Solus Project founder and architect Ikey Doherty announced on July 24, 2016, that the static release schedule for their Solus operating system is officially and completely dropped.
Feral Interactive has recently announced that they have managed to successfully port the popular, award-winning Life Is Strange game to GNU/Linux and Mac OS X operating systems.
Modularity is an exciting, new initiative aimed at resolving the issue of diverging (and occasionally conflicting) lifecycles of different “components” within Fedora. A great example of a diverging and conflicting lifecycle is the Ruby on Rails (RoR) lifecycle, whereby Fedora stipulates that itself can only have one version of RoR at any point in time – but that doesn’t mean Fedora’s version of RoR won’t conflict with another version of RoR used in an application. Therefore, we want to avoid having “components”, like RoR, conflict with other existing components within Fedora.
Now that I’ve had about a week to play around in Mint 18, I find a lot to like and have no major complaints. While Cinnamon probably isn’t destined to become my desktop of choice, I don’t dislike it and find it, hands down, the best of the GNOME based desktops I’ve tried so far. Anybody looking for a powerful, all purpose distro that’s designed to work smoothly and which can be mastered with ease would be hard pressed to find anything better.
I switched to XFCE4 completely recently and want to get rid of all the gnome stuff. So I installed wicd and removed network manager and everything seems to be working well. It looks like a simpler application for managing networks. So I wonder why all major distros or desktop environment still use network manager instead. Are there some obvious pitfalls using wicd?submitted by /u/youzhang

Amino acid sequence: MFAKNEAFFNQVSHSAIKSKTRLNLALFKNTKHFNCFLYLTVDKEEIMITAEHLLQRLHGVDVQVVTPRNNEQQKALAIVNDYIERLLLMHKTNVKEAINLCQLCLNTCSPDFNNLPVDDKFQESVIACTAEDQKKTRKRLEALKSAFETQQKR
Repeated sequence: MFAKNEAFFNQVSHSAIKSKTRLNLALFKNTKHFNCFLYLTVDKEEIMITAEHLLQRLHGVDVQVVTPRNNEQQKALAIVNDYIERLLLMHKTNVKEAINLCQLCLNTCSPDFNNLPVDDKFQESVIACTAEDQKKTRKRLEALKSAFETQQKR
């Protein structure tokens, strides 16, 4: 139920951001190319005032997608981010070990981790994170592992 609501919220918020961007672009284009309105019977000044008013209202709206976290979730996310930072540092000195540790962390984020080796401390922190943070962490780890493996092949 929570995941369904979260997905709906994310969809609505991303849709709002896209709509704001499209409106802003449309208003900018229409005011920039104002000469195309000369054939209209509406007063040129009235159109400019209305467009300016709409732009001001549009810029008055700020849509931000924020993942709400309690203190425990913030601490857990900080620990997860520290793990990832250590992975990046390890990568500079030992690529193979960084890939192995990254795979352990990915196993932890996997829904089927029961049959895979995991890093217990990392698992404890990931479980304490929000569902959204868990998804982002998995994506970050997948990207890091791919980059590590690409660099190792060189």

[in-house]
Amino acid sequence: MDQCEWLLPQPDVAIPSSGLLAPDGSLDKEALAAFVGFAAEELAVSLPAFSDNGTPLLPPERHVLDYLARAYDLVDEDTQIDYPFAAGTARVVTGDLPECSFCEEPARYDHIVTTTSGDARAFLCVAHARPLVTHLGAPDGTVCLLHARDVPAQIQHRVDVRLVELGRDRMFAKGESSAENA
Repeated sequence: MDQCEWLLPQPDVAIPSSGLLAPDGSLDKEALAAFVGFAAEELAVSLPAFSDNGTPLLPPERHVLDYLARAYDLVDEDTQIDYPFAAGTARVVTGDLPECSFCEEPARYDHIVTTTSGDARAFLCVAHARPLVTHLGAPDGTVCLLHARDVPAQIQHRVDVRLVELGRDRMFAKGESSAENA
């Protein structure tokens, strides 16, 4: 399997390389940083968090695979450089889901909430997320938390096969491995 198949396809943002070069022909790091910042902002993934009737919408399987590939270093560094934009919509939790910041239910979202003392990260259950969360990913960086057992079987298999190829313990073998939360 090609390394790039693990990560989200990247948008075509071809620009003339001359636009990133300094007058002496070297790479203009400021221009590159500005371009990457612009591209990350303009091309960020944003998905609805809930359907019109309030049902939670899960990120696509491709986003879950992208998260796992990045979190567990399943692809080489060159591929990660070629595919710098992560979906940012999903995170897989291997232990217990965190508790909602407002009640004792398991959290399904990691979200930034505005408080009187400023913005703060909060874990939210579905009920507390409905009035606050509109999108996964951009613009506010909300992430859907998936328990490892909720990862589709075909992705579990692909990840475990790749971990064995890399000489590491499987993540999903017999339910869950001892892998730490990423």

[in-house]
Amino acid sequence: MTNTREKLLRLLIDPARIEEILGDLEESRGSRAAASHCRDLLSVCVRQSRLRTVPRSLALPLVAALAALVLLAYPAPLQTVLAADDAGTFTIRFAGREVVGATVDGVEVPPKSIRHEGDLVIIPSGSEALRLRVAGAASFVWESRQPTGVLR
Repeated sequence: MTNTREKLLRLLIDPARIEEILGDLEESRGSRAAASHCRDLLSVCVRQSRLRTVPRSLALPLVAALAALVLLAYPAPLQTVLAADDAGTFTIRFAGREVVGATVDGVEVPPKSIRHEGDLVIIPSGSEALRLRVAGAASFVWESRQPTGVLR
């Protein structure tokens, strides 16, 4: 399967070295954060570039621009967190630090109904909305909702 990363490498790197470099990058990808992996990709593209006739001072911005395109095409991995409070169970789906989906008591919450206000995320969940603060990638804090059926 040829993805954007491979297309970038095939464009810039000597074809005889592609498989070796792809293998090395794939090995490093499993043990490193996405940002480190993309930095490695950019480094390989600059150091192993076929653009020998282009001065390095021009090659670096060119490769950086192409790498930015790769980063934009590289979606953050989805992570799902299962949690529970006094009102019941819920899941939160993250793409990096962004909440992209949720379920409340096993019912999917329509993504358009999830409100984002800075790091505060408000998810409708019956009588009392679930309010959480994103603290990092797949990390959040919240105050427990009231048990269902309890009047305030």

The history of the Gnome and KDE desktops go a long way back and their competition, for the lack of a better term, is almost as famous in some circles as the religious divide between Emacs and Vi. But is that competition stil relevant in 2016? Are there notable differences between Gnome and KDE that would position each other on a specific segment of users? Having both desktops running on my systems (workstation + laptop) but using really only one of them at all times, I wanted to find out by myself.
My workstation and laptop both run ArchLinux, which means I tend to run the latest stable versions of pretty much any desktop software. I will thus be considering the latest stable versions from Gnome and KDE in this post. Historically, the two environments stem from different technical platforms: Gnome relies on the GTK framework while KDE, or more exactly the Plasma desktop environment, relies on Qt. For a long time, that is until well into the development of the Gnome 3.x platform, the major difference was not just technical, it was one of style and experience. KDE used to offer a desktop experience that was built along the lines of Windows, with a start center on the bottom left, a customizable side bar, and desktop widgets. Gnome had its two bars on the top and bottom of the screen, and was seemingly used as the basis for the first design of Mac OS X, with the top bar offering features that were later found in the Apple operating system.